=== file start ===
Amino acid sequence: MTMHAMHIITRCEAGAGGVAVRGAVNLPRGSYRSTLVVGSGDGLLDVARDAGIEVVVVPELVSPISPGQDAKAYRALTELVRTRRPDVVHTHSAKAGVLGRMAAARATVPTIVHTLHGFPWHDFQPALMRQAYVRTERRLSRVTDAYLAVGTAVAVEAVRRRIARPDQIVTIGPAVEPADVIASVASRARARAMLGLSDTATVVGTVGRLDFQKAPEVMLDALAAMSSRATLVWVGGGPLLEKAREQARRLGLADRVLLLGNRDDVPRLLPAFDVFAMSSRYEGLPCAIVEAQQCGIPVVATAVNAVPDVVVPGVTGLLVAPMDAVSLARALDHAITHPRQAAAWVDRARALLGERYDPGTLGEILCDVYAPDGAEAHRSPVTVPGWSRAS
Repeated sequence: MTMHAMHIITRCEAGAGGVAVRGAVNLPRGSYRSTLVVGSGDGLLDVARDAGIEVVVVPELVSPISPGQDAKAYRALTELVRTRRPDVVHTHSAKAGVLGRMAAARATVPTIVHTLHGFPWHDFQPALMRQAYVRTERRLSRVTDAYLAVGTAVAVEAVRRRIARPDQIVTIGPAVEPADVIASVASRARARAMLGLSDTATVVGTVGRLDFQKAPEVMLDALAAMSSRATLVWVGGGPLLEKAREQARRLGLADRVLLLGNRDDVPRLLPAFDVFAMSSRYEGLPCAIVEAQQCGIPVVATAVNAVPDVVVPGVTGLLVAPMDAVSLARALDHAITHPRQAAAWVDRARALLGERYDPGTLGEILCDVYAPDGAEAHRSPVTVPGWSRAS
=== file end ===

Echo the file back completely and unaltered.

Amino acid sequence: MTMHAMHIITRCEAGAGGVAVRGAVNLPRGSYRSTLVVGSGDGLLDVARDAGIEVVVVPELVSPISPGQDAKAYRALTELVRTRRPDVVHTHSAKAGVLGRMAAARATVPTIVHTLHGFPWHDFQPALMRQAYVRTERRLSRVTDAYLAVGTAVAVEAVRRRIARPDQIVTIGPAVEPADVIASVASRARARAMLGLSDTATVVGTVGRLDFQKAPEVMLDALAAMSSRATLVWVGGGPLLEKAREQARRLGLADRVLLLGNRDDVPRLLPAFDVFAMSSRYEGLPCAIVEAQQCGIPVVATAVNAVPDVVVPGVTGLLVAPMDAVSLARALDHAITHPRQAAAWVDRARALLGERYDPGTLGEILCDVYAPDGAEAHRSPVTVPGWSRAS
Repeated sequence: MTMHAMHIITRCEAGAGGVAVRGAVNLPRGSYRSTLVVGSGDGLLDVARDAGIEVVVVPELVSPISPGQDAKAYRALTELVRTRRPDVVHTHSAKAGVLGRMAAARATVPTIVHTLHGFPWHDFQPALMRQAYVRTERRLSRVTDAYLAVGTAVAVEAVRRRIARPDQIVTIGPAVEPADVIASVASRARARAMLGLSDTATVVGTVGRLDFQKAPEVMLDALAAMSSRATLVWVGGGPLLEKAREQARRLGLADRVLLLGNRDDVPRLLPAFDVFAMSSRYEGLPCAIVEAQQCGIPVVATAVNAVPDVVVPGVTGLLVAPMDAVSLARALDHAITHPRQAAAWVDRARALLGERYDPGTLGEILCDVYAPDGAEAHRSPVTVPGWSRAS